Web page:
Sheffield Olympic Legacy Park sets out exciting vision for city

Legacy Park Ltd’s new Chief Executive, Dr Chris Low, has outlined an ambitious vision for Sheffield Olympic Legacy Park which puts health at the heart of the City Region’s future economic growth.

Dr Low, who started his role in August, said: “Sheffield Olympic Legacy Park is an exemplar of open, inclusive innovation that aims to have a dramatic and positive impact on the prevention and management of chronic ill health.

“Fuelled by Olympic legacy values, the Park also aims to be a model of urban renewal and social mobility for post-industrial cities.”

Legacy Park Ltd is the organisation set up to facilitate delivery of Sheffield Olympic Legacy Park and is a partnership between Sheffield City Council and a number of other key institutions from across the city region.

Dr Low is driving the development of a world-class health and wellbeing research eco-system and is further building R&D capacity on the unique site, attracting and supporting global health and wellbeing companies to invest and co-locate on the Park.

He is working closely with Scarborough Group International (SGI) who are spearheading the physical build of the next phase of the world’s only Olympic legacy park outside a host city.

SGI are about to submit a forward investment Master Plan which is expected to generate over 5,600 high value jobs and includes the creation of a 100,000 sq ft Enterprise Centre to support fledgling businesses in the health, wellbeing, sport and activity sectors.

The Park, based in the east end of Sheffield, has already welcomed a diverse community of innovative organisations ranging from global corporates, public sector bodies, start-up and scale-up SMEs, elite sport, university researchers, third sector groups, investors, and further education.

Sheffield Hallam University’s flagship Advanced Wellbeing Research Centre (AWRC) on the site offers world-class facilities for multi-disciplinary health and physical activity research in collaboration with the private sector, charities, and the community, with a focus on taking services and products from concept to market.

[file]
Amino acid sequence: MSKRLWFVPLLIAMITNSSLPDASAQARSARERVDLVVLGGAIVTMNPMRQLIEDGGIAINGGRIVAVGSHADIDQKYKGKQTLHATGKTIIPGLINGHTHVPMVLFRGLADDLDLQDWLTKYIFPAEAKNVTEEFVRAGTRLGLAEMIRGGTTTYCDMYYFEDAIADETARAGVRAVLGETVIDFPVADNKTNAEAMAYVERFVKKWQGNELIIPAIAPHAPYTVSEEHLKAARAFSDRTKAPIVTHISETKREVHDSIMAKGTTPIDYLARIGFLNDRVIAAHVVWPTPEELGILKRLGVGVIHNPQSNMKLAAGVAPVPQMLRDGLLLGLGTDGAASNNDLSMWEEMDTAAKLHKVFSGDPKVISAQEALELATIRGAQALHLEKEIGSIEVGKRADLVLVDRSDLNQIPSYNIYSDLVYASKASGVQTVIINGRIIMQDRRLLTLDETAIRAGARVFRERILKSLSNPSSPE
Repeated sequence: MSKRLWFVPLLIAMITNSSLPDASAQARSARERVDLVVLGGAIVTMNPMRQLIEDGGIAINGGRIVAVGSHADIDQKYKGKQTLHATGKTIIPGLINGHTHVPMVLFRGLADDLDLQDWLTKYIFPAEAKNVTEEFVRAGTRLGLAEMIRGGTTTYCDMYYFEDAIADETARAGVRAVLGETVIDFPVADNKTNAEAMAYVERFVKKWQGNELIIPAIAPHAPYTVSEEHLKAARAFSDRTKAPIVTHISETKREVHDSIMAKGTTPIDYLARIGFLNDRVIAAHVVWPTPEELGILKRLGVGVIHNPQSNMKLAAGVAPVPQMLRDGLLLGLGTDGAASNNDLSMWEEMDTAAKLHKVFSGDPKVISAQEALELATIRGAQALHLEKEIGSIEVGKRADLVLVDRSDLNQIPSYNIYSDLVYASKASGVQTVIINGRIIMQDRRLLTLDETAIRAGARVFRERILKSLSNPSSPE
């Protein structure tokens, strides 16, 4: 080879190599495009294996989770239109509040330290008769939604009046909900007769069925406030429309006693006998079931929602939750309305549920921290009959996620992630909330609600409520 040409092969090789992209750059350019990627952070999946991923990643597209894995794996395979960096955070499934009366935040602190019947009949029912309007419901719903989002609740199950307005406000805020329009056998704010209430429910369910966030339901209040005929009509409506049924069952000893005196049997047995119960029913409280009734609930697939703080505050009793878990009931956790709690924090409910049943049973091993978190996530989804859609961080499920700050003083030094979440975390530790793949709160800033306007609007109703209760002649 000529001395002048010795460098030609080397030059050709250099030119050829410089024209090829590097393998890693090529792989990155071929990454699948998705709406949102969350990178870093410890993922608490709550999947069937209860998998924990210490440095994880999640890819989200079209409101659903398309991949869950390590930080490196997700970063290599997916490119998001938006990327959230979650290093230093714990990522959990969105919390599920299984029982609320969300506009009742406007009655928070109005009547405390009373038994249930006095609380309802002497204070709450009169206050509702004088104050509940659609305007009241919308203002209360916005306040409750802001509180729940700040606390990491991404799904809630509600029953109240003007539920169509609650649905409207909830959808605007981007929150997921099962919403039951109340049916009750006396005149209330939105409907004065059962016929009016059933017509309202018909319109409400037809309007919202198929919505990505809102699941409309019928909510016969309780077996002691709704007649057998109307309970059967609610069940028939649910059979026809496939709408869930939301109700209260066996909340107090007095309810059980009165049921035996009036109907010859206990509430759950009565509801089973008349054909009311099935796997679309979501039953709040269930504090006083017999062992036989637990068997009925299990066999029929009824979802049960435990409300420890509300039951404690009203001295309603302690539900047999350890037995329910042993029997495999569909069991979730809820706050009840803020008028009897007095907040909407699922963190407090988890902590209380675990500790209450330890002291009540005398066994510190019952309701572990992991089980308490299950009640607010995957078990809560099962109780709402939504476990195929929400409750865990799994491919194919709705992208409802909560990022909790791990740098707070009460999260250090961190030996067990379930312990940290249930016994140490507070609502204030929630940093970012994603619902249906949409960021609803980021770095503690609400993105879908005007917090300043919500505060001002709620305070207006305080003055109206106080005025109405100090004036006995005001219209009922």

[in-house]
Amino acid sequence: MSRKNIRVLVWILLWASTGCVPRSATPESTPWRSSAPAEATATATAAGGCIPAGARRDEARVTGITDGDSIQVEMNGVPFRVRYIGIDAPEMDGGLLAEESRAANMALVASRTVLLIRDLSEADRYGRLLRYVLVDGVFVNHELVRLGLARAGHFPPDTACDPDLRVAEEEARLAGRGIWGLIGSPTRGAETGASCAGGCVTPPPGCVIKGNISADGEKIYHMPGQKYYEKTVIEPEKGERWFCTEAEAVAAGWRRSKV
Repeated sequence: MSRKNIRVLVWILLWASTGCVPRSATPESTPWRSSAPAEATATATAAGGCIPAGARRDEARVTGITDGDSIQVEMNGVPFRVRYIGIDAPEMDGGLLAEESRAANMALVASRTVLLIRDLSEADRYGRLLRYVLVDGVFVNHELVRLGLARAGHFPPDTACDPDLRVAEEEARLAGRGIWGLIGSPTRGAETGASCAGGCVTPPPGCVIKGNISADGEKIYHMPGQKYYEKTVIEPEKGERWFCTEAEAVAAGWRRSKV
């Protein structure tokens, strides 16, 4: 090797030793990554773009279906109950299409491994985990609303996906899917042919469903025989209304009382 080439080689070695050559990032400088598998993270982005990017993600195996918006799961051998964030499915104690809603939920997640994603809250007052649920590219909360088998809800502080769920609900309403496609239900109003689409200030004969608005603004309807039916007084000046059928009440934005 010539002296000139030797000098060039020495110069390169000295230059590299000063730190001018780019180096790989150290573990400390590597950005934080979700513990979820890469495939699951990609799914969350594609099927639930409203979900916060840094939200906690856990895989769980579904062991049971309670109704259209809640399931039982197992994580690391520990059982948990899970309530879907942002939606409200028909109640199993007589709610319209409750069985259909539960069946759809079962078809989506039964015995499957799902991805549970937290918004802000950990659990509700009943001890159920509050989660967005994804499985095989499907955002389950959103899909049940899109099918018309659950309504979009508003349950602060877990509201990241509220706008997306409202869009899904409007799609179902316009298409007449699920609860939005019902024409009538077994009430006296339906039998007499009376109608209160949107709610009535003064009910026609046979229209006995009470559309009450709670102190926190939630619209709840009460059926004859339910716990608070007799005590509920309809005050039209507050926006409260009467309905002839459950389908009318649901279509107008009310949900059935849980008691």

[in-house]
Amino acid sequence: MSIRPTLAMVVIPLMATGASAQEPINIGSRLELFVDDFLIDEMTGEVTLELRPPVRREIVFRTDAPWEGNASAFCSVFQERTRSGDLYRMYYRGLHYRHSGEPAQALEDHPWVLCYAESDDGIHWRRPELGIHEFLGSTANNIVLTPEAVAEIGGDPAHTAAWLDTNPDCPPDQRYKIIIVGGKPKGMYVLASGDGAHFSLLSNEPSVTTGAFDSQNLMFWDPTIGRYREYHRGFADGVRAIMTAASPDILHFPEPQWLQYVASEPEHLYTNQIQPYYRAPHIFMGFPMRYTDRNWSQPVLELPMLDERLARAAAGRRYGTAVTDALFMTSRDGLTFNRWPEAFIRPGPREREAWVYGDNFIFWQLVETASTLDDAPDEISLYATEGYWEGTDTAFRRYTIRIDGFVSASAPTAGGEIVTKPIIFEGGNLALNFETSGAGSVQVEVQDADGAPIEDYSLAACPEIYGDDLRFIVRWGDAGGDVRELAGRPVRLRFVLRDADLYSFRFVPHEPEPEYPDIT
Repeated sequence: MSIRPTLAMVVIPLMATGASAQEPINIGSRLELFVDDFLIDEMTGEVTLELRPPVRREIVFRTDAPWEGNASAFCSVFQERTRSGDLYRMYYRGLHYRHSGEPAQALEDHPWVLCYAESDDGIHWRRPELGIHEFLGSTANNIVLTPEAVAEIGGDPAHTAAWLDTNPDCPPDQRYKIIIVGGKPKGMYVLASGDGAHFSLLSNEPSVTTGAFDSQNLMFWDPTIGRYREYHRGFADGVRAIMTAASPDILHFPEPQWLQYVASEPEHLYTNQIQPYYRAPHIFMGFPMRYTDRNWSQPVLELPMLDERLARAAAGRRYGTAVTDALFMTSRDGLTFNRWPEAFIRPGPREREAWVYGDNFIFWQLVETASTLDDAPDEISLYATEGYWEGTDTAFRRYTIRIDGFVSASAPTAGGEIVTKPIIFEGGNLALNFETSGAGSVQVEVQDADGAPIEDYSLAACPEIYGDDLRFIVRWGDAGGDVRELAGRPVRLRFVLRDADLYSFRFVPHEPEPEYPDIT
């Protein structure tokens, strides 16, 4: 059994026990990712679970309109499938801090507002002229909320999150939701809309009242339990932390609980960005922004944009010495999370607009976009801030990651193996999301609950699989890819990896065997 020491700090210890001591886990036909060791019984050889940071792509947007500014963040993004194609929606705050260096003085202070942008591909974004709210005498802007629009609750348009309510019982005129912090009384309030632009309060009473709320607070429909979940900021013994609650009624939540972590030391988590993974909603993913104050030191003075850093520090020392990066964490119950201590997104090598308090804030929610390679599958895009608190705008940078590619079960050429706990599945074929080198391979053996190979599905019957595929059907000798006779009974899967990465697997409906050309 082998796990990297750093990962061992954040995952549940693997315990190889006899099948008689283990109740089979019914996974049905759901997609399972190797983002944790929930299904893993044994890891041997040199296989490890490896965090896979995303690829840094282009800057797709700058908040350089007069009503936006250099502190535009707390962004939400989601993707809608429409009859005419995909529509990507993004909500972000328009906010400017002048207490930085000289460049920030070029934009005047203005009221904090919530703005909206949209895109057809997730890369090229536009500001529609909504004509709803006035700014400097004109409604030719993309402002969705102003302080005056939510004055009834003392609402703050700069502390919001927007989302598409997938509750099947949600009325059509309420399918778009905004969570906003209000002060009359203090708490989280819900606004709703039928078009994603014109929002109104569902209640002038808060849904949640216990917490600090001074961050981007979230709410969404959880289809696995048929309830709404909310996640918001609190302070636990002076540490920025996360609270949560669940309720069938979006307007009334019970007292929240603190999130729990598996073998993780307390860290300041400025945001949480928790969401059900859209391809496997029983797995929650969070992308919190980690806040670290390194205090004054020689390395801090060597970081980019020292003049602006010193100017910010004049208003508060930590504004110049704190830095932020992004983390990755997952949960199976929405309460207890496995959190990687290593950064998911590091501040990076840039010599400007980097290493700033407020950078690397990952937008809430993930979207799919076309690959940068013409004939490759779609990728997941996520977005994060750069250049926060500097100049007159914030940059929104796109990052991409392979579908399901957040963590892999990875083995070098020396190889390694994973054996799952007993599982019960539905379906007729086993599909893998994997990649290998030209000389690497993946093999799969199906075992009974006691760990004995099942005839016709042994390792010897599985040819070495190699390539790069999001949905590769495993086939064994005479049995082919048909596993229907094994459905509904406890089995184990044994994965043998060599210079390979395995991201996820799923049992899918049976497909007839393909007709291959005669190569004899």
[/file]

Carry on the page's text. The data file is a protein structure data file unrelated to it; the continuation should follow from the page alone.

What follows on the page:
The AWRC’s rolling Accelerator Programme has attracted local, national and international innovator start-ups and SMEs and this is fuelling an increasing number of business accelerator programmes focusing on health and sport tech.

They include JT Rehab, which has developed a device to help hospital patients improve lower limb muscle strength and recover quicker from the harmful affects of hospital acquired deconditioning. The Programme has provided design to manufacture support as well as networking which has led to the ‘S-Press’ device being trialled in an NHS Trust.

Sheffield Olympic Legacy Park already houses the National Centre for Sport and Exercise Medicine and the National Centre of Excellence for Food Engineering and major, new health care, regeneration and sporting projects totalling more than £200m have also been unveiled.

These include a ground-breaking diagnostic imagery research hub for Canon Medical Systems Europe as well as plans to create a new National Centre for Child Health Technology (CCHT).

Dr Low said: “The intensity of the collaborative intent of the members of the Park’s community is amplifying and multiplying their impact through bringing multi-disciplinary, complementary approaches to the health and wellbeing challenges of our age.

“The hot-housing of health and wellbeing skills and innovation – which not only drives economic growth and community regeneration but also delivers whole population health gains – is already attracting national and global interest.

“I think this is a moment in time; we have the chance to create and deliver a collective vision for the future. I am genuinely excited for what we can achieve and the positive impact we can have by working with the local community and local businesses already established in the area.”

The approach is already producing new products and services developed and commercialised for the NHS and consumer markets.

A perfect example is the data-supported, hand-held device for people with insomnia, SleepCogni, developed in Sheffield by Richard Mills. The company has just raised nearly £600,000 through a crowdfunding campaign after successful clinical trials at the AWRC which also helped SleepCogni to be registered for medical use by the US Food & Drug Administration.

Sheffield Olympic Legacy Park is also playing a key role in ensuring that these industries and innovators can have access to a workforce with the right skills base. Indeed, a national project to equip young people with the digital skills to excel in health and sport science careers is being spearheaded by UTC Sheffield Olympic Legacy Park.

The Digital Skills for Health Project launched last week focuses on ensuring that students and staff at UTCs across the country have the latest technology skills that employers in the health and sport science sectors need.

And Dr Low stresses the Park’s key role as an enabler of social mobility within local communities and the wider Sheffield City Region.

He added: “A local child can join the excellent Oasis Academy from the age of two, progress to further education at the UTC which specialises in health, sport and digital and either get a job with one of the tech companies on site or progress to a degree with Sheffield Hallam University.

“The Park is designed to encourage physical activity especially as prevention of ill health later in life should start in childhood. The excellent and growing sporting and leisure facilities on site, alongside plans for an active travel hub, are also key attractors for a modern skilled workforce.”